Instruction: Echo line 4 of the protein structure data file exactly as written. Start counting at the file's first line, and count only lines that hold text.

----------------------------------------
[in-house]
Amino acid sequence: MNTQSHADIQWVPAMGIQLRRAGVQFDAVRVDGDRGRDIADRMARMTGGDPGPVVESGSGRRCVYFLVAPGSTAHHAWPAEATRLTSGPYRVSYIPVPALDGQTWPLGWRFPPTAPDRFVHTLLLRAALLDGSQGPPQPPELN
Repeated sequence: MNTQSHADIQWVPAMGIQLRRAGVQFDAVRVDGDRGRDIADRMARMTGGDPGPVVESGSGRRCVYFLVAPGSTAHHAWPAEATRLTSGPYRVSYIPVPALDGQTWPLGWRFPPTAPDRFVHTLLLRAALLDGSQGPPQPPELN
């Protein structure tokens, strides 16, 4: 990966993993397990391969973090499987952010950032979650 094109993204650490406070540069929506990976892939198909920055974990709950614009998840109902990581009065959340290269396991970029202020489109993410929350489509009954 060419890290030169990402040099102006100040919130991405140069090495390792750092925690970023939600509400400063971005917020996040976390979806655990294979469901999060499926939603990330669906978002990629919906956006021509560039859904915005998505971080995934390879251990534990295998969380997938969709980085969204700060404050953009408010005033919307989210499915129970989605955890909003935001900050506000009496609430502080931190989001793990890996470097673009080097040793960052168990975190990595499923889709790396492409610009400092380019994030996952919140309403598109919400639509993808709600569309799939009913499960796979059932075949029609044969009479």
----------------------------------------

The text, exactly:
């Protein structure tokens, strides 16, 4: 990966993993397990391969973090499987952010950032979650 094109993204650490406070540069929506990976892939198909920055974990709950614009998840109902990581009065959340290269396991970029202020489109993410929350489509009954 060419890290030169990402040099102006100040919130991405140069090495390792750092925690970023939600509400400063971005917020996040976390979806655990294979469901999060499926939603990330669906978002990629919906956006021509560039859904915005998505971080995934390879251990534990295998969380997938969709980085969204700060404050953009408010005033919307989210499915129970989605955890909003935001900050506000009496609430502080931190989001793990890996470097673009080097040793960052168990975190990595499923889709790396492409610009400092380019994030996952919140309403598109919400639509993808709600569309799939009913499960796979059932075949029609044969009479």